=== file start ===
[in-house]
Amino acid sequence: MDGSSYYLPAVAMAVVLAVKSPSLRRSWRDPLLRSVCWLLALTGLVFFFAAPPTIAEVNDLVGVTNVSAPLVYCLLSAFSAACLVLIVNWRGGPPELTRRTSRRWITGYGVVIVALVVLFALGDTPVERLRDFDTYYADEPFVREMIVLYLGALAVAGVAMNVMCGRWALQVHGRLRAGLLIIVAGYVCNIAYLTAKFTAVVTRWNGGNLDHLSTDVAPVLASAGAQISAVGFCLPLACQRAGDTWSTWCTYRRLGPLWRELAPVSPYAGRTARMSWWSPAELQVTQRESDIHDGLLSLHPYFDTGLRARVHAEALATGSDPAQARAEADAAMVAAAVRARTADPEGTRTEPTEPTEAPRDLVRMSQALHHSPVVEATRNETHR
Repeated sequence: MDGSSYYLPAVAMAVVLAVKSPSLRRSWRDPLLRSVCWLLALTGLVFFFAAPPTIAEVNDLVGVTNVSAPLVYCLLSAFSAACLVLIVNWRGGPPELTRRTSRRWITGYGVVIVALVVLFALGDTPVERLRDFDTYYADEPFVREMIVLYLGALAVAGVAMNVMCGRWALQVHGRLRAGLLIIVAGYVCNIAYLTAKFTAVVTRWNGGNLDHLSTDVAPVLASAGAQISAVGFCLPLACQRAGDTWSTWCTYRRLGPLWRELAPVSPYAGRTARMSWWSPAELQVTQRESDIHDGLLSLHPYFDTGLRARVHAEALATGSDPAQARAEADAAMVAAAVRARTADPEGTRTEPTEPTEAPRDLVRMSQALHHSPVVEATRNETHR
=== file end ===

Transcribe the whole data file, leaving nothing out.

[in-house]
Amino acid sequence: MDGSSYYLPAVAMAVVLAVKSPSLRRSWRDPLLRSVCWLLALTGLVFFFAAPPTIAEVNDLVGVTNVSAPLVYCLLSAFSAACLVLIVNWRGGPPELTRRTSRRWITGYGVVIVALVVLFALGDTPVERLRDFDTYYADEPFVREMIVLYLGALAVAGVAMNVMCGRWALQVHGRLRAGLLIIVAGYVCNIAYLTAKFTAVVTRWNGGNLDHLSTDVAPVLASAGAQISAVGFCLPLACQRAGDTWSTWCTYRRLGPLWRELAPVSPYAGRTARMSWWSPAELQVTQRESDIHDGLLSLHPYFDTGLRARVHAEALATGSDPAQARAEADAAMVAAAVRARTADPEGTRTEPTEPTEAPRDLVRMSQALHHSPVVEATRNETHR
Repeated sequence: MDGSSYYLPAVAMAVVLAVKSPSLRRSWRDPLLRSVCWLLALTGLVFFFAAPPTIAEVNDLVGVTNVSAPLVYCLLSAFSAACLVLIVNWRGGPPELTRRTSRRWITGYGVVIVALVVLFALGDTPVERLRDFDTYYADEPFVREMIVLYLGALAVAGVAMNVMCGRWALQVHGRLRAGLLIIVAGYVCNIAYLTAKFTAVVTRWNGGNLDHLSTDVAPVLASAGAQISAVGFCLPLACQRAGDTWSTWCTYRRLGPLWRELAPVSPYAGRTARMSWWSPAELQVTQRESDIHDGLLSLHPYFDTGLRARVHAEALATGSDPAQARAEADAAMVAAAVRARTADPEGTRTEPTEPTEAPRDLVRMSQALHHSPVVEATRNETHR